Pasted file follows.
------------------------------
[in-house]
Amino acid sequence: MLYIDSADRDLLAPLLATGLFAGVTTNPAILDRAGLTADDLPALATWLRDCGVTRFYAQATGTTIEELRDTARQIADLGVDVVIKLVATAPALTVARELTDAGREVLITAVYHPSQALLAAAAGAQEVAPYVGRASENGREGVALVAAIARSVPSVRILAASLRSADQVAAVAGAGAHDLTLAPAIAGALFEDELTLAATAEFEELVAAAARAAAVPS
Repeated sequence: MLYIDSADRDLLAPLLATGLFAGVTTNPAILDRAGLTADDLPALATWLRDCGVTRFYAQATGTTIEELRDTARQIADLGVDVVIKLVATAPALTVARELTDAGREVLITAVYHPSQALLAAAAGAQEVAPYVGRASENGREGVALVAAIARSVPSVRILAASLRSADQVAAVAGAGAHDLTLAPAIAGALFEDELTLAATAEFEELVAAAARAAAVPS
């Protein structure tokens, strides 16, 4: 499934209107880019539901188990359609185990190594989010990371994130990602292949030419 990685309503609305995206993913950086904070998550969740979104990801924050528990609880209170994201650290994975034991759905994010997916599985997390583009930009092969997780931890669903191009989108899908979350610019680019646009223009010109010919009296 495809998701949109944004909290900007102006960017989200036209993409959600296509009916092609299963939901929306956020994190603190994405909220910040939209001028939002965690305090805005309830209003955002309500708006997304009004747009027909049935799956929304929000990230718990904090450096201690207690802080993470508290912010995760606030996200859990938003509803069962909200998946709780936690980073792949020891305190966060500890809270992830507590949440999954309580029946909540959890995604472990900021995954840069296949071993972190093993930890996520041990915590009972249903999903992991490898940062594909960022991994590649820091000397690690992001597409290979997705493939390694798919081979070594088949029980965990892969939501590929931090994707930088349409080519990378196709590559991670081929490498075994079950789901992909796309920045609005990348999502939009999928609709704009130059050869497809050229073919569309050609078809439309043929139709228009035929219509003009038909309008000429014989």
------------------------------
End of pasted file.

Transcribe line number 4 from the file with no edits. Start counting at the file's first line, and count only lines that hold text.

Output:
């Protein structure tokens, strides 16, 4: 499934209107880019539901188990359609185990190594989010990371994130990602292949030419 990685309503609305995206993913950086904070998550969740979104990801924050528990609880209170994201650290994975034991759905994010997916599985997390583009930009092969997780931890669903191009989108899908979350610019680019646009223009010109010919009296 495809998701949109944004909290900007102006960017989200036209993409959600296509009916092609299963939901929306956020994190603190994405909220910040939209001028939002965690305090805005309830209003955002309500708006997304009004747009027909049935799956929304929000990230718990904090450096201690207690802080993470508290912010995760606030996200859990938003509803069962909200998946709780936690980073792949020891305190966060500890809270992830507590949440999954309580029946909540959890995604472990900021995954840069296949071993972190093993930890996520041990915590009972249903999903992991490898940062594909960022991994590649820091000397690690992001597409290979997705493939390694798919081979070594088949029980965990892969939501590929931090994707930088349409080519990378196709590559991670081929490498075994079950789901992909796309920045609005990348999502939009999928609709704009130059050869497809050229073919569309050609078809439309043929139709228009035929219509003009038909309008000429014989």